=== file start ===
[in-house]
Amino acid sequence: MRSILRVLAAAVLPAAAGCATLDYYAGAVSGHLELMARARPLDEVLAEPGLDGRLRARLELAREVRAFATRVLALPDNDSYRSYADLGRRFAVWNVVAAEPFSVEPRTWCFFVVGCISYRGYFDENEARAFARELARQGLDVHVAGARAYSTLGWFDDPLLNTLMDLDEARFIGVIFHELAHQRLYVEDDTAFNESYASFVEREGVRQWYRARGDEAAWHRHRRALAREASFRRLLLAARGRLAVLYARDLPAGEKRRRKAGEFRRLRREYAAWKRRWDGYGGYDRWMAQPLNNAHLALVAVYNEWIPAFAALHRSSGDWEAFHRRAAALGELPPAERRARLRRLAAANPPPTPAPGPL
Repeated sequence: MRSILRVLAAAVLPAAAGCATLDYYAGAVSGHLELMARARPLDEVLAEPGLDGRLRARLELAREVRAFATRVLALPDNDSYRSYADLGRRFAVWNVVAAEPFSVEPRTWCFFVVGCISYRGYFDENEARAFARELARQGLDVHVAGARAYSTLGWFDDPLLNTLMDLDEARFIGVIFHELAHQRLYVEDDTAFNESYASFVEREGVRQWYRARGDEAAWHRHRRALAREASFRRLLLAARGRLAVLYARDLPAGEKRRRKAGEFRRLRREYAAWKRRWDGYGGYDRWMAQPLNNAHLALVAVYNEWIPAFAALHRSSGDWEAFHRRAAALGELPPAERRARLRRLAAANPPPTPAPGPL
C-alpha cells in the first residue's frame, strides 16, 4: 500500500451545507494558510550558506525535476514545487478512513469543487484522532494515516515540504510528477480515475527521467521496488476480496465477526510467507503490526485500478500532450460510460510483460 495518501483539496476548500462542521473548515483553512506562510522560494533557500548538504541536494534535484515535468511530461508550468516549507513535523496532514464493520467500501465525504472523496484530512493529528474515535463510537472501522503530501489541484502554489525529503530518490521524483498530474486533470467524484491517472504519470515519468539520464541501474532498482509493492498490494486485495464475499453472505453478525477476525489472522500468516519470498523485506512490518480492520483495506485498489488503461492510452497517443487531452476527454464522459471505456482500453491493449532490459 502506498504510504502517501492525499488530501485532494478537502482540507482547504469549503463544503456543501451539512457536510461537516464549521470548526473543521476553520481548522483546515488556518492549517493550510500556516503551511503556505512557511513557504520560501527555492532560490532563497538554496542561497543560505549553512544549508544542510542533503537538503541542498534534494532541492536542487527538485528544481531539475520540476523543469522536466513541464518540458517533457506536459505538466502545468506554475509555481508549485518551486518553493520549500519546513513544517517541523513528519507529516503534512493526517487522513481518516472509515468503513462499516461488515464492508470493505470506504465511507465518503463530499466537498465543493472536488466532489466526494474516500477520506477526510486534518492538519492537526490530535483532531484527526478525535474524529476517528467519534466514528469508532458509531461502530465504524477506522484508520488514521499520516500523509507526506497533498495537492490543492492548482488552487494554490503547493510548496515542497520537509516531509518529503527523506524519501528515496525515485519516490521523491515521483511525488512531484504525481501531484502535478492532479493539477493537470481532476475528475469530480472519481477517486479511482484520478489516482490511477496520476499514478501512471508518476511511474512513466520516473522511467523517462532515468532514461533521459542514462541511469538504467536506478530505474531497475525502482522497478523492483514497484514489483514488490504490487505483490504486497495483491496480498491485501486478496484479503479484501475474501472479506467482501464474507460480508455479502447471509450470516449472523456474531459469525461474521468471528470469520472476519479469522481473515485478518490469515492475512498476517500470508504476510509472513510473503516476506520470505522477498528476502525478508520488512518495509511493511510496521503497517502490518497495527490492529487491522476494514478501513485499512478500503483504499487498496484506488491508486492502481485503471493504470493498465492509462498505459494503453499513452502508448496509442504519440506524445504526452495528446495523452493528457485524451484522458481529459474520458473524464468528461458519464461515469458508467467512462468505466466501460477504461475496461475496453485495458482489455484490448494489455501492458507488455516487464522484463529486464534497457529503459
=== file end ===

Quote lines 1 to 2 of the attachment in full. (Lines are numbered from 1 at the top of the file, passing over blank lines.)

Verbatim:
[in-house]
Amino acid sequence: MRSILRVLAAAVLPAAAGCATLDYYAGAVSGHLELMARARPLDEVLAEPGLDGRLRARLELAREVRAFATRVLALPDNDSYRSYADLGRRFAVWNVVAAEPFSVEPRTWCFFVVGCISYRGYFDENEARAFARELARQGLDVHVAGARAYSTLGWFDDPLLNTLMDLDEARFIGVIFHELAHQRLYVEDDTAFNESYASFVEREGVRQWYRARGDEAAWHRHRRALAREASFRRLLLAARGRLAVLYARDLPAGEKRRRKAGEFRRLRREYAAWKRRWDGYGGYDRWMAQPLNNAHLALVAVYNEWIPAFAALHRSSGDWEAFHRRAAALGELPPAERRARLRRLAAANPPPTPAPGPL